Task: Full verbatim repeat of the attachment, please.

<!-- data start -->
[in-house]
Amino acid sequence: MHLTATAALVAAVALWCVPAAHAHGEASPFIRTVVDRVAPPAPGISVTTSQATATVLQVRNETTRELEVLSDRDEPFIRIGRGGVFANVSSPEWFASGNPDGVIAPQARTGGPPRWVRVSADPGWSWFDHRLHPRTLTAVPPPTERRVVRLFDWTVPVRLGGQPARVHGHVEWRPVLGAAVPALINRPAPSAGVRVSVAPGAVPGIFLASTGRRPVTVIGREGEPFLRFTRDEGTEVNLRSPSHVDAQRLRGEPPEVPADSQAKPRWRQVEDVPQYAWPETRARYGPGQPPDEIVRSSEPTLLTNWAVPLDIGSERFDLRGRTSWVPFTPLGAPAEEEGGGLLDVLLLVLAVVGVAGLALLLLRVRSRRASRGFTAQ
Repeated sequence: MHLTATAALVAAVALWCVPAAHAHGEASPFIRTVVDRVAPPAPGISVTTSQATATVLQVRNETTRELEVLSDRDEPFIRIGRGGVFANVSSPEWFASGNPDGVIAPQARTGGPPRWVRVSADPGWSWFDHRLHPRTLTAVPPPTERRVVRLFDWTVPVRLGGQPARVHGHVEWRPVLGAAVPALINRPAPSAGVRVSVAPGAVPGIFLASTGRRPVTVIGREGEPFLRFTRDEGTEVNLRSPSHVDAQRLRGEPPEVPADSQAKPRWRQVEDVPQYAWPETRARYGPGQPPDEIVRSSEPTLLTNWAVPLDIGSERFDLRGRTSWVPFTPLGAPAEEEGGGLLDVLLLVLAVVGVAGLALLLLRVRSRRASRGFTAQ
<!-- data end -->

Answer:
[in-house]
Amino acid sequence: MHLTATAALVAAVALWCVPAAHAHGEASPFIRTVVDRVAPPAPGISVTTSQATATVLQVRNETTRELEVLSDRDEPFIRIGRGGVFANVSSPEWFASGNPDGVIAPQARTGGPPRWVRVSADPGWSWFDHRLHPRTLTAVPPPTERRVVRLFDWTVPVRLGGQPARVHGHVEWRPVLGAAVPALINRPAPSAGVRVSVAPGAVPGIFLASTGRRPVTVIGREGEPFLRFTRDEGTEVNLRSPSHVDAQRLRGEPPEVPADSQAKPRWRQVEDVPQYAWPETRARYGPGQPPDEIVRSSEPTLLTNWAVPLDIGSERFDLRGRTSWVPFTPLGAPAEEEGGGLLDVLLLVLAVVGVAGLALLLLRVRSRRASRGFTAQ
Repeated sequence: MHLTATAALVAAVALWCVPAAHAHGEASPFIRTVVDRVAPPAPGISVTTSQATATVLQVRNETTRELEVLSDRDEPFIRIGRGGVFANVSSPEWFASGNPDGVIAPQARTGGPPRWVRVSADPGWSWFDHRLHPRTLTAVPPPTERRVVRLFDWTVPVRLGGQPARVHGHVEWRPVLGAAVPALINRPAPSAGVRVSVAPGAVPGIFLASTGRRPVTVIGREGEPFLRFTRDEGTEVNLRSPSHVDAQRLRGEPPEVPADSQAKPRWRQVEDVPQYAWPETRARYGPGQPPDEIVRSSEPTLLTNWAVPLDIGSERFDLRGRTSWVPFTPLGAPAEEEGGGLLDVLLLVLAVVGVAGLALLLLRVRSRRASRGFTAQ